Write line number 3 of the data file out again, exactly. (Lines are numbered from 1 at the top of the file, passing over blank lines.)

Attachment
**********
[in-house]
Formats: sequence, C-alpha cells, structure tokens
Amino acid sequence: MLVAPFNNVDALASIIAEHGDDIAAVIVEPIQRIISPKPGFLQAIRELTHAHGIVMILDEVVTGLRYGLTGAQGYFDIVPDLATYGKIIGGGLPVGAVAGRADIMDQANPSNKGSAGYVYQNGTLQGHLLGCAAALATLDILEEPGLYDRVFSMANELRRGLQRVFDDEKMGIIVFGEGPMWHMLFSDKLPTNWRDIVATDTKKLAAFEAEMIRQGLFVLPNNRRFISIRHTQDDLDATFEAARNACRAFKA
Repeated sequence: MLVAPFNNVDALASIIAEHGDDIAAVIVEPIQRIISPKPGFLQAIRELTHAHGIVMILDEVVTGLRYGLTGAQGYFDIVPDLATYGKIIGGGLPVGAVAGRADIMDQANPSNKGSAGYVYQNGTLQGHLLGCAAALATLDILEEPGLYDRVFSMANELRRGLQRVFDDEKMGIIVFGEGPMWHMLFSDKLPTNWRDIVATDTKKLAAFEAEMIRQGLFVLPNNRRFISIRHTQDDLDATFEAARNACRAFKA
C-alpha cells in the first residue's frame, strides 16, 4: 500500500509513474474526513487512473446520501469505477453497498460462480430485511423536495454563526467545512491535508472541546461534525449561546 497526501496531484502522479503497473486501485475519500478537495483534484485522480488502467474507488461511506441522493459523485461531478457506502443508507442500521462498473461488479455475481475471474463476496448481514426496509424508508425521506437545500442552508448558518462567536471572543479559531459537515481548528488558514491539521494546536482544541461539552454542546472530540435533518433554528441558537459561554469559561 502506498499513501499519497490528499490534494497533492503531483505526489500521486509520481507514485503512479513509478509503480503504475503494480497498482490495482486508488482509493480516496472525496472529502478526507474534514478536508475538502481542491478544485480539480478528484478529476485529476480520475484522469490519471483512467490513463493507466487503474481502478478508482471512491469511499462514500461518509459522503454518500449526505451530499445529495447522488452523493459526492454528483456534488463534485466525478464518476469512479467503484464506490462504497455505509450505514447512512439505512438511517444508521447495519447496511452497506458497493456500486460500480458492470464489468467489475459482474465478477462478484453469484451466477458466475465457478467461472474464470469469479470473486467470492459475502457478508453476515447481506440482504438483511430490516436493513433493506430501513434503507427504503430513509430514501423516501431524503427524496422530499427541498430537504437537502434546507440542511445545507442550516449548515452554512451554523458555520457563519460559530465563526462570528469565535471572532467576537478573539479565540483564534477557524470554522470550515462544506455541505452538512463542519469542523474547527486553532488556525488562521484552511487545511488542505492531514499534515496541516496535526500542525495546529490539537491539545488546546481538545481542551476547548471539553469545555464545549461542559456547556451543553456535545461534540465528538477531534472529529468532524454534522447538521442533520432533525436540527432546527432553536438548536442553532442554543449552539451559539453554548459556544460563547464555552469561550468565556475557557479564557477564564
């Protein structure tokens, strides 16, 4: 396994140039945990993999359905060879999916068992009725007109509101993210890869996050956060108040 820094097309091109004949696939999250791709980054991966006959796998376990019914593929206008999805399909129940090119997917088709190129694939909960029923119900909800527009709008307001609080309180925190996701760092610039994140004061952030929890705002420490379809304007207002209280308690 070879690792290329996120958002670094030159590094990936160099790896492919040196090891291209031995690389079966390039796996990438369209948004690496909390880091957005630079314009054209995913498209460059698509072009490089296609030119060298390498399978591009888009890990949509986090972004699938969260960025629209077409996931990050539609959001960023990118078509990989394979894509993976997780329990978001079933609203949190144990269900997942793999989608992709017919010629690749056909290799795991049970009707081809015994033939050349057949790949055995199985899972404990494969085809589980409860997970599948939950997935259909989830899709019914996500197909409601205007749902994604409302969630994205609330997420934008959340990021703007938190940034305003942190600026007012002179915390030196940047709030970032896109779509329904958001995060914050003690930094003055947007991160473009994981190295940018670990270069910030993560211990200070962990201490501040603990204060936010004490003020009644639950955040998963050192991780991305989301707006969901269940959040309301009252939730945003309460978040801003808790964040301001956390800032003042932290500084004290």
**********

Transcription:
Amino acid sequence: MLVAPFNNVDALASIIAEHGDDIAAVIVEPIQRIISPKPGFLQAIRELTHAHGIVMILDEVVTGLRYGLTGAQGYFDIVPDLATYGKIIGGGLPVGAVAGRADIMDQANPSNKGSAGYVYQNGTLQGHLLGCAAALATLDILEEPGLYDRVFSMANELRRGLQRVFDDEKMGIIVFGEGPMWHMLFSDKLPTNWRDIVATDTKKLAAFEAEMIRQGLFVLPNNRRFISIRHTQDDLDATFEAARNACRAFKA